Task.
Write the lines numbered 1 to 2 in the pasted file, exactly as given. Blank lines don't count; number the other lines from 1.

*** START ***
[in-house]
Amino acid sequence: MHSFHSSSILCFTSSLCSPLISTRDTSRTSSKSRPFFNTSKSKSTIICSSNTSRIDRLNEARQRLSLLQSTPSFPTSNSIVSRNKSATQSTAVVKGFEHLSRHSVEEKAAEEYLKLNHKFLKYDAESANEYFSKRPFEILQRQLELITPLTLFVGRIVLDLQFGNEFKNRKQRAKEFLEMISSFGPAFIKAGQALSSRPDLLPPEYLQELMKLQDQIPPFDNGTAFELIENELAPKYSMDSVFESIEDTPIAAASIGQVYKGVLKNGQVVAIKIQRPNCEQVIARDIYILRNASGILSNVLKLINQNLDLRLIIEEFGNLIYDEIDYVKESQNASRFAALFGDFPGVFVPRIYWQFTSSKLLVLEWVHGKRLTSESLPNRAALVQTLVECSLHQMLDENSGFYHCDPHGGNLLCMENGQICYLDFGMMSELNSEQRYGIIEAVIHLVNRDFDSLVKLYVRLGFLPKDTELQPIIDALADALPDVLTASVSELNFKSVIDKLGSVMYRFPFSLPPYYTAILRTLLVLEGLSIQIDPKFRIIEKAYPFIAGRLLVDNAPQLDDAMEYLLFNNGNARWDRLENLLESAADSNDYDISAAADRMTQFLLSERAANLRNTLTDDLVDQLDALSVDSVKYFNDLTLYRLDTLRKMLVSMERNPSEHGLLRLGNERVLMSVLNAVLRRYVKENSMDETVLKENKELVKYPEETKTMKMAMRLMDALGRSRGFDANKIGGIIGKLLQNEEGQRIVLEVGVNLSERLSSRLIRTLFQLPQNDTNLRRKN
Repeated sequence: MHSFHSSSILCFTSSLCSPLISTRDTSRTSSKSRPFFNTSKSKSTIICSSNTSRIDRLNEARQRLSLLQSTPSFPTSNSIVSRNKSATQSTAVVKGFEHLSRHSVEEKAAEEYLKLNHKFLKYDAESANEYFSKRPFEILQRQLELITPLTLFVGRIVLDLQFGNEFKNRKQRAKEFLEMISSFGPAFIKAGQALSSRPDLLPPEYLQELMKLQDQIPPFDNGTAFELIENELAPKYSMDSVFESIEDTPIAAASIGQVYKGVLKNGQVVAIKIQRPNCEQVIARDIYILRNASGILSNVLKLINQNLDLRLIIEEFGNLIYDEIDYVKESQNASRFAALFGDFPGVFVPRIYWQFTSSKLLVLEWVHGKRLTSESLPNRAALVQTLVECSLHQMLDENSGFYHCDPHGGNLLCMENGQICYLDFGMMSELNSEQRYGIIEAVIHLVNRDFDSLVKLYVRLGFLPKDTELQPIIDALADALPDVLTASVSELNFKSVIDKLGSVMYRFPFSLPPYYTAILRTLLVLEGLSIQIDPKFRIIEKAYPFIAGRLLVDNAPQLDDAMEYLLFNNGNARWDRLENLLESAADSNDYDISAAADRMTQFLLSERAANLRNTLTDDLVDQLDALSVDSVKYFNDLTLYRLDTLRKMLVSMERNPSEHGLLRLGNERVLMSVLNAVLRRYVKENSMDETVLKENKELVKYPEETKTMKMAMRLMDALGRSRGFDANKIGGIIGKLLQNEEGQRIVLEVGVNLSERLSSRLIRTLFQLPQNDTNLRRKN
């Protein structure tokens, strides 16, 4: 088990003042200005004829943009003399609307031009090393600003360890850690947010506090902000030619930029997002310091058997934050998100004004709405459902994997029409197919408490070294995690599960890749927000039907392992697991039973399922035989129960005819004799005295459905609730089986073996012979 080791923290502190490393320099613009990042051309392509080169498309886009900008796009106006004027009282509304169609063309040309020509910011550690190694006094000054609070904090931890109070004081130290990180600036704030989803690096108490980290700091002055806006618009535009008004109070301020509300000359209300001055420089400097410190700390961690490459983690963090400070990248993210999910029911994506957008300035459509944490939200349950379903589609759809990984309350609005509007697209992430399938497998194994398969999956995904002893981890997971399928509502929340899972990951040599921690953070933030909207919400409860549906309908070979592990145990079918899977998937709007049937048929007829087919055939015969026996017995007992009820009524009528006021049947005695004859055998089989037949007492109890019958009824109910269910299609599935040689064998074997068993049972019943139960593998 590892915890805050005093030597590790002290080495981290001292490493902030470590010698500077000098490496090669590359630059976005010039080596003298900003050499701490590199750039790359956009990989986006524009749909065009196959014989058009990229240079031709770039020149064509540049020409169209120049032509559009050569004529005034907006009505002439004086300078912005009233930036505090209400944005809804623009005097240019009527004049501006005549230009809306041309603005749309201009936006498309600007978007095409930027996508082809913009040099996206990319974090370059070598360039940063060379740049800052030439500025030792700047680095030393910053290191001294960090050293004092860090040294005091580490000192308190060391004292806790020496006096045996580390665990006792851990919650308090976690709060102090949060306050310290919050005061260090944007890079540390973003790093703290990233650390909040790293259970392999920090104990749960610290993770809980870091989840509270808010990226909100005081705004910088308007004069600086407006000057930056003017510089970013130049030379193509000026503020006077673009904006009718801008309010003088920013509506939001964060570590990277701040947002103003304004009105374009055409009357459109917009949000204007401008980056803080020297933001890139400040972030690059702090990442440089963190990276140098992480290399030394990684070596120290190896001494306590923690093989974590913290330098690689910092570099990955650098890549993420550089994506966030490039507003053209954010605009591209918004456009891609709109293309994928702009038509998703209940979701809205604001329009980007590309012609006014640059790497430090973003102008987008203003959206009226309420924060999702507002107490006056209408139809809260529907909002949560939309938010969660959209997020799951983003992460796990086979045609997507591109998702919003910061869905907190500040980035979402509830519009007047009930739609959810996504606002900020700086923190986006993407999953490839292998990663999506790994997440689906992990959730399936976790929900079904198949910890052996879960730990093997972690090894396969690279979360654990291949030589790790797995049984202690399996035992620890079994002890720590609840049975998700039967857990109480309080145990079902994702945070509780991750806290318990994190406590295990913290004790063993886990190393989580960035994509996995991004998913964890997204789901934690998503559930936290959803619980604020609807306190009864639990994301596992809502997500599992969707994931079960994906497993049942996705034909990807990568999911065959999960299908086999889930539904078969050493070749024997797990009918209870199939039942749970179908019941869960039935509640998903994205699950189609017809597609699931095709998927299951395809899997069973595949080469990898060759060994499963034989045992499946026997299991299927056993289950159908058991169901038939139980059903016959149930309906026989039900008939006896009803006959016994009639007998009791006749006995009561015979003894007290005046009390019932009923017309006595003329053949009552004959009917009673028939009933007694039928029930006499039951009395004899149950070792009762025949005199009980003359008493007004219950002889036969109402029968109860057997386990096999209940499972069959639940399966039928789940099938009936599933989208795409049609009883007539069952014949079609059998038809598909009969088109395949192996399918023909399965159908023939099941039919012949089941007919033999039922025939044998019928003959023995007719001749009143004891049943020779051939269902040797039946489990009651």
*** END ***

[in-house]
Amino acid sequence: MHSFHSSSILCFTSSLCSPLISTRDTSRTSSKSRPFFNTSKSKSTIICSSNTSRIDRLNEARQRLSLLQSTPSFPTSNSIVSRNKSATQSTAVVKGFEHLSRHSVEEKAAEEYLKLNHKFLKYDAESANEYFSKRPFEILQRQLELITPLTLFVGRIVLDLQFGNEFKNRKQRAKEFLEMISSFGPAFIKAGQALSSRPDLLPPEYLQELMKLQDQIPPFDNGTAFELIENELAPKYSMDSVFESIEDTPIAAASIGQVYKGVLKNGQVVAIKIQRPNCEQVIARDIYILRNASGILSNVLKLINQNLDLRLIIEEFGNLIYDEIDYVKESQNASRFAALFGDFPGVFVPRIYWQFTSSKLLVLEWVHGKRLTSESLPNRAALVQTLVECSLHQMLDENSGFYHCDPHGGNLLCMENGQICYLDFGMMSELNSEQRYGIIEAVIHLVNRDFDSLVKLYVRLGFLPKDTELQPIIDALADALPDVLTASVSELNFKSVIDKLGSVMYRFPFSLPPYYTAILRTLLVLEGLSIQIDPKFRIIEKAYPFIAGRLLVDNAPQLDDAMEYLLFNNGNARWDRLENLLESAADSNDYDISAAADRMTQFLLSERAANLRNTLTDDLVDQLDALSVDSVKYFNDLTLYRLDTLRKMLVSMERNPSEHGLLRLGNERVLMSVLNAVLRRYVKENSMDETVLKENKELVKYPEETKTMKMAMRLMDALGRSRGFDANKIGGIIGKLLQNEEGQRIVLEVGVNLSERLSSRLIRTLFQLPQNDTNLRRKN